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J R Soc Med. Apr 1996; 89(4): 196–198.
PMCID: PMC1295734

Informed consent in Indian patients.

Abstract

It is commonly believed that patients in India do not need to be told about their operations as they are unable to understand the complexities and forget the salient facts soon afterwards. Obtaining informed consent is therefore considered to be an unnecessary ritual. We studied 100 consecutive patients undergoing elective major abdominal operations and asked them 5 days after their operations to recall certain details about the procedure which had been explained to them preoperatively. Seventy per cent of the patients recalled the relevant data. The ability was the same in males and females (67% and 69%) but the older, less educated and poorer patients performed worse than the others. Ninety-eight per cent of the patients appreciated being given the information as it reduced their anxiety about the operation. Indian patients are able to comprehend and should be informed about the details of their operation. Particular care should be taken during explanation to the old, poor and illiterate. In these informed consent should be a continuous process rather than a single event and the information should also be given to a younger and more educated relative.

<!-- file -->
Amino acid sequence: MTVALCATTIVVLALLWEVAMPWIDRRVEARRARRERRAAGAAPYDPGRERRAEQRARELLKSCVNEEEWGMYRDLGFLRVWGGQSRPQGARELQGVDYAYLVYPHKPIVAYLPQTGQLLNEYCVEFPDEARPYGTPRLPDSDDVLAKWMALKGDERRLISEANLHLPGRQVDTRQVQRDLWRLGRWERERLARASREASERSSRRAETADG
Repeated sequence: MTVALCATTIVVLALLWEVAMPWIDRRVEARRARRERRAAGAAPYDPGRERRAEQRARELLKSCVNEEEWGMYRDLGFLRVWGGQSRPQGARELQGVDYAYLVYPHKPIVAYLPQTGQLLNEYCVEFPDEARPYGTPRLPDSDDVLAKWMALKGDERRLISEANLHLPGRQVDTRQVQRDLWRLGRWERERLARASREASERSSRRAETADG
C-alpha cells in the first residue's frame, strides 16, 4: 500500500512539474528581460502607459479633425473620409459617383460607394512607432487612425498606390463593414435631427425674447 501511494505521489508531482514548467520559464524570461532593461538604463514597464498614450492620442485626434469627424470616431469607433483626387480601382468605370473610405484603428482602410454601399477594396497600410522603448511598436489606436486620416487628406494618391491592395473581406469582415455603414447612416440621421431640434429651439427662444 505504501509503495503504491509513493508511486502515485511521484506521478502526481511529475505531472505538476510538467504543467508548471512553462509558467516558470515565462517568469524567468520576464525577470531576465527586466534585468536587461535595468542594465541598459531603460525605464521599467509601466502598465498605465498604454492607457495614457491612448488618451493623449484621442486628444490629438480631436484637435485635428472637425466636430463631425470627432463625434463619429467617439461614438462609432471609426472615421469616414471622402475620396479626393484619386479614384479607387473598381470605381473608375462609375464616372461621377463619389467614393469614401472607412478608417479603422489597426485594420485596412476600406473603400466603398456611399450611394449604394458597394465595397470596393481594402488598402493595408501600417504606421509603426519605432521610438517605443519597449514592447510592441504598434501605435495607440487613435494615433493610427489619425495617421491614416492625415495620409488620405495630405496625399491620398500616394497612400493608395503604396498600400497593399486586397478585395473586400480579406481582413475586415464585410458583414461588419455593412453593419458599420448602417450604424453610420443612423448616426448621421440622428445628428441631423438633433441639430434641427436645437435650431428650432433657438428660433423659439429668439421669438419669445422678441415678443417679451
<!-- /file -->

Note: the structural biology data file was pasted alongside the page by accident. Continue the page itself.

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Selected References

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